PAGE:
child tired sleep REM

child tired sleep REM

A new research review has found that medications commonly used to treat attention deficit hyperactivity disorder (ADHD) may reduce the quantity and quality of sleep for many of the estimated 3.5 million U.S. kids taking the drugs.

Stimulant medications increase alertness, and some studies have found a detrimental effect on children’s sleep. But, other studies have concluded that the medications may improve sleep by reducing bedtime-resistant behavior. The drugs include amphetamines (Adderall) and methylphenidate (Ritalin).

The researchers, from the University of Nebraska-Lincoln, screened thousands of articles and analyzed data from several previous studies that, individually, showed contradictory findings. They selected nine studies of sufficient scientific rigor to review in depth.

The new analysis found that children on these medications take significantly longer to fall asleep, have poorer quality sleep, and sleep for shorter periods.

From NPR:

They found that the more doses of medication a child took per day, the longer it took for that child to fall asleep at night. The study suggests that extended-release versions of stimulants, which are taken once a day, have less of an impact on how long it takes to fall asleep than immediate-release formulas, which are sometimes taken three times a day, with the last dose close to bedtime.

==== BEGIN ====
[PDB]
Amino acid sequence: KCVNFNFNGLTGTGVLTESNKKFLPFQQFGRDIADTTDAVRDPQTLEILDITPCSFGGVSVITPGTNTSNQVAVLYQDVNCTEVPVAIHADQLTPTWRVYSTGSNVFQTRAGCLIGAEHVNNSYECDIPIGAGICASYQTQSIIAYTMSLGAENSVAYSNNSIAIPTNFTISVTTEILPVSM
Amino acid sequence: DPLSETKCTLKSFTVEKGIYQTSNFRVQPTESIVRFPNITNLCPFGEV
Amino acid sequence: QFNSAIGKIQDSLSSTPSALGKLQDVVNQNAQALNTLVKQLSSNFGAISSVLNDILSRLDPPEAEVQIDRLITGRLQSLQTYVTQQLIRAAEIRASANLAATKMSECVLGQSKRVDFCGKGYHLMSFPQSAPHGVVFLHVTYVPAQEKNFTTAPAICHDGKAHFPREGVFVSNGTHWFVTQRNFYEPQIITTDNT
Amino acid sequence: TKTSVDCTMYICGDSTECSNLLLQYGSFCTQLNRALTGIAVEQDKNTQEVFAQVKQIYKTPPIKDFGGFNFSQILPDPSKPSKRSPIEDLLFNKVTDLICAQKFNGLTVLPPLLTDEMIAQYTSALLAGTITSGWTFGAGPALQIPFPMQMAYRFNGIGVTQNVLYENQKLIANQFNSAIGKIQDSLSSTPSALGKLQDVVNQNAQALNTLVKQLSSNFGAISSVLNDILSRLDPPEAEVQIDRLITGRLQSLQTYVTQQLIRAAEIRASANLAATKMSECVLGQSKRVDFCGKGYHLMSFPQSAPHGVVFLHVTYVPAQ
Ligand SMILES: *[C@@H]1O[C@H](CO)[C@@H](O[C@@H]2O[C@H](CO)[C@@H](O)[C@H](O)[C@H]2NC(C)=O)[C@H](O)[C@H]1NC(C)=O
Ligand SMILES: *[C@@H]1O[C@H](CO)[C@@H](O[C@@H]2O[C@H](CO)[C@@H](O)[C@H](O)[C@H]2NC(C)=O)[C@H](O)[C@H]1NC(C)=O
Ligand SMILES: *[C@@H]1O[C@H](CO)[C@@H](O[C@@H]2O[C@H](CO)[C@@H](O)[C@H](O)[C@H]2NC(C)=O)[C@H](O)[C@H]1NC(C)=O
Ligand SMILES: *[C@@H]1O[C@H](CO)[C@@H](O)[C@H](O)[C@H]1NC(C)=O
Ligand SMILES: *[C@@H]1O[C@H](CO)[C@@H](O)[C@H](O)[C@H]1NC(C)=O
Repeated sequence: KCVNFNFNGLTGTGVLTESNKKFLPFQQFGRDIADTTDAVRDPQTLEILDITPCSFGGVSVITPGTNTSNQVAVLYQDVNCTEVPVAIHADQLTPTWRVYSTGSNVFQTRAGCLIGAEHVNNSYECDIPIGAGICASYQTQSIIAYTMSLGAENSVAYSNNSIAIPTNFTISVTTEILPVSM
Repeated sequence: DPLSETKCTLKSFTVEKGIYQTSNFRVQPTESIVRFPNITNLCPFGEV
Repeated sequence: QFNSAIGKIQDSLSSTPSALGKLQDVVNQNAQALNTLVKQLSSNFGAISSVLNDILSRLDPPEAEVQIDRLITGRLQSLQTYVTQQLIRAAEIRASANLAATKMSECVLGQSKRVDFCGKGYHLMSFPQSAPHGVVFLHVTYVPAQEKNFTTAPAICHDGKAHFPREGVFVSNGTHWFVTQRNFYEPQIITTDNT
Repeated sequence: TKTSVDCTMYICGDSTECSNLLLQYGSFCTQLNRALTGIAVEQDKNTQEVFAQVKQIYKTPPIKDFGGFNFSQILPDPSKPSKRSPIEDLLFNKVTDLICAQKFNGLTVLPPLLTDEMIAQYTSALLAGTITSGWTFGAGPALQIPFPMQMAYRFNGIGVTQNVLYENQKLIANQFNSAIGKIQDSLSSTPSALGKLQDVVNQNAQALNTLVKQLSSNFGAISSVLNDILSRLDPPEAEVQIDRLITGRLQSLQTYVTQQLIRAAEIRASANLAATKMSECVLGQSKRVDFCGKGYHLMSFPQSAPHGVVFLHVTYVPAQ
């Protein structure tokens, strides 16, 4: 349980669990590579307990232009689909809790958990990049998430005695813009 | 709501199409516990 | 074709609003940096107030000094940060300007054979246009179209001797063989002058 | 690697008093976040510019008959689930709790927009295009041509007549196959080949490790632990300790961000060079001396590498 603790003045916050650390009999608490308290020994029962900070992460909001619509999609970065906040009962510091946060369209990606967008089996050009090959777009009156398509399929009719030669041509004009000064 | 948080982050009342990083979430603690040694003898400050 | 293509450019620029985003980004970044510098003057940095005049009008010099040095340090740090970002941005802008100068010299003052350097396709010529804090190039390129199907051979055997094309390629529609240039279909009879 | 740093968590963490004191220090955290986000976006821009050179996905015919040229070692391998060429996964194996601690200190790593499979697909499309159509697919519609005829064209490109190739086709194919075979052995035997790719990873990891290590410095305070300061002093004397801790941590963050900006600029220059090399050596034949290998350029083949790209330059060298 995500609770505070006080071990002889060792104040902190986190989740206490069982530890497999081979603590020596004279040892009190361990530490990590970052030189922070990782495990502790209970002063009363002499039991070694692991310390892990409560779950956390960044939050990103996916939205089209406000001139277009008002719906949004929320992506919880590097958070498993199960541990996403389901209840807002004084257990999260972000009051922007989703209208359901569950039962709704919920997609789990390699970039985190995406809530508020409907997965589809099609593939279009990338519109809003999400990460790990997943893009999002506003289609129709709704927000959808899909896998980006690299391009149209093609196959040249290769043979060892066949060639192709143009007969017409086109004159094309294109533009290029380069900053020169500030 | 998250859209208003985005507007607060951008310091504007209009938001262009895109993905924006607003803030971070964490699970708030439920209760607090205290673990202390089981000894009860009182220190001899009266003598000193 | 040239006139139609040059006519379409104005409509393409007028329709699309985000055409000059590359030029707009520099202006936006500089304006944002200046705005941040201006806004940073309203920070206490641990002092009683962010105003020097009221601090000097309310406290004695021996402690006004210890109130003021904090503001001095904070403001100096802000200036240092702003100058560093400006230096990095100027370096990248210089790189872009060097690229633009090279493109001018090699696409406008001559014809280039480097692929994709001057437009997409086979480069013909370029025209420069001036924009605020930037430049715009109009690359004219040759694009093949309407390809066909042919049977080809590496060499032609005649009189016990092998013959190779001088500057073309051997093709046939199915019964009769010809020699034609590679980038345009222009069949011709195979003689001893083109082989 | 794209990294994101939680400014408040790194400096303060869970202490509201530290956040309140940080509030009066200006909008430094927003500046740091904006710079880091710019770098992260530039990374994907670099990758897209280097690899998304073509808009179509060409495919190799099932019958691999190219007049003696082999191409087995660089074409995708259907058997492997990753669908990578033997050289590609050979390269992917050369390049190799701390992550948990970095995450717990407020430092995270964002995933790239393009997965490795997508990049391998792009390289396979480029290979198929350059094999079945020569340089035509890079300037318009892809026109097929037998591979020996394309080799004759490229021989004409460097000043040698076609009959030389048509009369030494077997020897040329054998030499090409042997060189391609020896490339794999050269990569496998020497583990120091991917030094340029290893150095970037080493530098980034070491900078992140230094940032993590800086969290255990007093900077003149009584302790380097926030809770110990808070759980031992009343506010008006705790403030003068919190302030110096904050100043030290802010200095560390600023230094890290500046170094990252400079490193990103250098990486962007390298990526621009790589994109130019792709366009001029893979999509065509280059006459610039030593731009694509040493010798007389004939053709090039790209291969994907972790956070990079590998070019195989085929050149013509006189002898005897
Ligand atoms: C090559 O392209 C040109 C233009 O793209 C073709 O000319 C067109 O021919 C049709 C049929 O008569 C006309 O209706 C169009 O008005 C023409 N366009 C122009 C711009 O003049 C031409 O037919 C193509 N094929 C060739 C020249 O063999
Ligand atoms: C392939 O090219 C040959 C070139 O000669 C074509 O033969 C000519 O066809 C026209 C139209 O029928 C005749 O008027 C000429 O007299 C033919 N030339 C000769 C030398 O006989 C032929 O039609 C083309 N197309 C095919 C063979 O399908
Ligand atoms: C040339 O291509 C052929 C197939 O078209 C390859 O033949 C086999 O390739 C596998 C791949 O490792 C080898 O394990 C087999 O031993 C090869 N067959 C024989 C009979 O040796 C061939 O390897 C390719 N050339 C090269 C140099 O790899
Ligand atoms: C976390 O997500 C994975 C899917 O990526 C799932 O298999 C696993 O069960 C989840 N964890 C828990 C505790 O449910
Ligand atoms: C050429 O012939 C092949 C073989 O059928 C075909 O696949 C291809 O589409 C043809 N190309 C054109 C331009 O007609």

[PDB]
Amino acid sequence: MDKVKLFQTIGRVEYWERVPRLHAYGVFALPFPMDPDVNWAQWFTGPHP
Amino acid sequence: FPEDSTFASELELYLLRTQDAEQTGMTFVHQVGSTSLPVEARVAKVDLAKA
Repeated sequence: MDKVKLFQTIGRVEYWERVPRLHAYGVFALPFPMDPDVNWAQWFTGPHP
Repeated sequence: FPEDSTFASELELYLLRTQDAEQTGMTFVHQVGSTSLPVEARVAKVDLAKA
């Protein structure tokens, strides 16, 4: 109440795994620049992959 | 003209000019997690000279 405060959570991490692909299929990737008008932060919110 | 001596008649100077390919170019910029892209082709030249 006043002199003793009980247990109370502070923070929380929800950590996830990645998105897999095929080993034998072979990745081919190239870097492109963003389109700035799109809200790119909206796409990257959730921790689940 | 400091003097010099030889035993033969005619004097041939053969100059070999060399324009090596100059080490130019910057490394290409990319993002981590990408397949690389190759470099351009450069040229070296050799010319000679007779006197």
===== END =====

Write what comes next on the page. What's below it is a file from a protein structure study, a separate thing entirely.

Furthermore, the quality of sleep, or sleep efficiency — the percentage of time one is asleep while in bed — was worse for those on stimulant medications, although those kids who had been on the drugs longer fared better than those who had just begun taking the medication. There was also a gender difference, with boys on stimulant medication getting poorer-quality sleep than girls.

Finally, stimulants reduced the total amount of sleep children got at night.

Katherine M. Kidwell, a doctoral student in clinical psychology at the University of Nebraska, Lincoln, who led the study, explained the importance of the findings:

Poor sleep makes ADHD symptoms worse. When children with ADHD don’t sleep well, they have problems paying attention the next day, and they are more impulsive and emotionally reactive.

Families and pediatricians need to be aware that sleep problems are a real effect of stimulant medication.

Kidwell urged pediatricians to monitor sleep disturbances of children taking the medication so they can adjust timing of doses or provide referrals for behavioral treatment of ADHD. She said parents can help children sleep by encouraging nightly routines such as quiet activities and bedtime stories.

The study, titled Stimulant Medications and Sleep for Youth with ADHD: A Meta-analysis, will be published in the December 2015 issue of Pediatrics.

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